Private data

Dustan DustanGroups at gmail.com
Sun Mar 18 14:21:27 CET 2007


On Mar 18, 7:25 am, "Dustan" <DustanGro... at gmail.com> wrote:
> On Mar 18, 7:06 am, Steven D'Aprano
> > First, an example of the code in action.
>
> > >>> import PrivateAttributes
> > >>> obj = PrivateAttributes.TestPrivateClassAttributes()
> > >>> obj.getNumInstances()
> > 1
> > >>> another = PrivateAttributes.TestPrivateClassAttributes()
> > >>> obj.getNumInstances()
> > 2
> > >>> athird = PrivateAttributes.TestPrivateClassAttributes()
> > >>> athird.getNumInstances()
>
> > 3
>
> > The getNumInstances method reports the number of instances of the
> > PrivateAttributes class. There's no obvious class attribute where this
> > count is being kept:
>
> > >>> obj.__class__.__dict__.keys()
>
> > ['__module__', 'getNumInstances', '__dict__', '__weakref__', '__doc__',
> > '__init__']
>
> > Here's how to hack it, and make it report wrong numbers.
>
> > >>> c = obj.getNumInstances.func_closure
> > >>> c[1].cell_contents.numInstances = -300
>
> > >>> athird.getNumInstances()
> > -300
> > >>> afourth = PrivateAttributes.TestPrivateClassAttributes()
> > >>> athird.getNumInstances()
>
> > -299
>
> > So yes, it is absolutely hackable.
>
> I did have a feeling that it was hackable, but had no idea how one
> could possibly go about hacking it (I was starting to wonder of there
> was a way to apply locals() and globals() on functions). But now I
> (ehem) sorta know how it's done.
>
> > Now, I'm hardly a Python guru, but in about fifteen minutes I followed the
> > trail through the object chain, and found how to hack this. An real guru
> > would probably do it in three minutes.
>
> > I was helped a bit by having the source code. But even without the source
> > code, I reckon I could have done it in an hour or so, if I was motivated
> > enough. All the tools you need are a Python interactive session, the dir()
> > function and the dis module.
>
> I have used all of those before, but I haven't been able to fully
> understand the output of the dis module; maybe that's my problem.

Alright, perhaps you can help me out with this learning curve here. I
have seen, but not worked with, some basic assembly code, so I think I
have a vague idea of what it all means, although I have a feeling it's
not all valid assembly (on any widely used machine).

First I dis.dis'd testPrivateStaticFunctionVariables:

>>> dis.dis(testPrivateStaticFunctionVariables)
 21           0 LOAD_DEREF               0 (func)
              3 LOAD_DEREF               1 (internalData)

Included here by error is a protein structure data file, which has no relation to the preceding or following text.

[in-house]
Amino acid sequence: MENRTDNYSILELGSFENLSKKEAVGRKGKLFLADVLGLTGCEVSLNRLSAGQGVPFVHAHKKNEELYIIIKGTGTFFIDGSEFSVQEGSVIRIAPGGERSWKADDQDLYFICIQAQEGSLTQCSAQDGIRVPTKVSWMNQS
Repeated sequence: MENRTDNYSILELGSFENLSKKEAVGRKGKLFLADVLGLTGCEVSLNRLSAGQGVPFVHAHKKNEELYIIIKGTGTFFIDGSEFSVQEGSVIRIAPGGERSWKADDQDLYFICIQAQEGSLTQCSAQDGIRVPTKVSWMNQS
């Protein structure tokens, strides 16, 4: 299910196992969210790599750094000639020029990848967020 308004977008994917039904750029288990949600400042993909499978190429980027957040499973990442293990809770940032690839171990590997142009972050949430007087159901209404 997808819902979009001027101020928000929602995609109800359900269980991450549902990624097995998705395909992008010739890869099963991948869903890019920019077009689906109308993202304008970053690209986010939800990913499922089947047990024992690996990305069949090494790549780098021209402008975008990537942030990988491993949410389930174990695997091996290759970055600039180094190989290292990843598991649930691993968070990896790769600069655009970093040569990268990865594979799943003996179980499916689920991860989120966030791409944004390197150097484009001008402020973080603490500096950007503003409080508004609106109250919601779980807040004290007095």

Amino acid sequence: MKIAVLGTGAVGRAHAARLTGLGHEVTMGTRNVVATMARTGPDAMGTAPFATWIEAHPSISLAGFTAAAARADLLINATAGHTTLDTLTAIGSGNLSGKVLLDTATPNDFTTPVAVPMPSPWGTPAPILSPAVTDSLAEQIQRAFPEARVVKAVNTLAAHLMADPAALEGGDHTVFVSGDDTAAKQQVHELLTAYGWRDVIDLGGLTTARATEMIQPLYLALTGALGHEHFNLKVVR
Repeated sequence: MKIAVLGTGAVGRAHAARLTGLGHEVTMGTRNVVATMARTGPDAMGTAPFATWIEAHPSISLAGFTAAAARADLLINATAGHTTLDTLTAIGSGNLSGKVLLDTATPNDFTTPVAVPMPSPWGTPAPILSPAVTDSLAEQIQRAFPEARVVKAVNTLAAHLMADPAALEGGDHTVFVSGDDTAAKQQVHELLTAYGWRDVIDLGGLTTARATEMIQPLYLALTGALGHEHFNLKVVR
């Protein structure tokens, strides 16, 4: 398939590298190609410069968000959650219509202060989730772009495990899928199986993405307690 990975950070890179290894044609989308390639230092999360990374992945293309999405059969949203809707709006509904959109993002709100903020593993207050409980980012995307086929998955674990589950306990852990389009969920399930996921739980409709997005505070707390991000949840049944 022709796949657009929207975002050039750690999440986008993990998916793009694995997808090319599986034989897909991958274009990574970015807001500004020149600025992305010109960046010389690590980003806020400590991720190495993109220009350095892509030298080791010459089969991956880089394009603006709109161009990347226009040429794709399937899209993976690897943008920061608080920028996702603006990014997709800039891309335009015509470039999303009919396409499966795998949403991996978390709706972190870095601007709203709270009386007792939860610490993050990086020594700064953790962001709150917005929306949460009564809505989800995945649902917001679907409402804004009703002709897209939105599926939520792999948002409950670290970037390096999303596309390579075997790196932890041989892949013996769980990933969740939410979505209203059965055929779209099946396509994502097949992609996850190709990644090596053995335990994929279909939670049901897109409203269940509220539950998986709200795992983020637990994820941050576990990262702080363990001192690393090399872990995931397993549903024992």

6 LOAD_FAST                0 (args)
              9 CALL_FUNCTION_VAR        1
             12 RETURN_VALUE

At first I was a little confused by this, because there's no increment
in sight, but then I realized it was dis.dis'ing the wrapper closure
in the internalDataDecorator closure in the PrivateDataEngine function
(and then I hit myself on the head and cried out "doh!"). So that
'code' is coming from this (taken out of closure):

def wrapper(*args):
    return func(internalData, *args)

So, based on what you showed me, I found my way after some failed
tries to this:

>>> dis.dis(testPrivateStaticFunctionVariables.func_closure[0].cell_contents)
 28           0 LOAD_FAST                0 (internalData)
              3 DUP_TOP
              4 LOAD_ATTR                0 (numCalls)
              7 LOAD_CONST               1 (1)
             10 INPLACE_ADD
             11 ROT_TWO
             12 STORE_ATTR               0 (numCalls)

 29          15 LOAD_FAST                0 (internalData)
             18 LOAD_ATTR                0 (numCalls)
             21 RETURN_VALUE

That's coming from this:

@PrivateDataEngine(numCalls = 0)
def testPrivateStaticFunctionVariables(internalData):
    """returns the number of times this function has been called."""
    internalData.numCalls += 1
    return internalData.numCalls


Here's a few questions on this output, for which I would highly
appreciate some answers:

What's the difference between 'LOAD_DEREF', 'LOAD_FAST', and
'LOAD_CONST', and, as seen at http://docs.python.org/lib/module-dis.html,
'LOAD_GLOBAL'? I can imagine that 'LOAD_GLOBAL' loads a global, but
seeing as python is such a dynamic language, how exactly is it
supposed to distinguish between them?

I don't understand the following at all: 'DUP_TOP', 'ROT_TWO'. Any
pointers?

What does 'INPLACE_ADD' mean, if not in place addition, and if it is
in place addition, why does it need to 'STORE_ATTR' afterward?

Thanks for any help!

> > --
> > Steven




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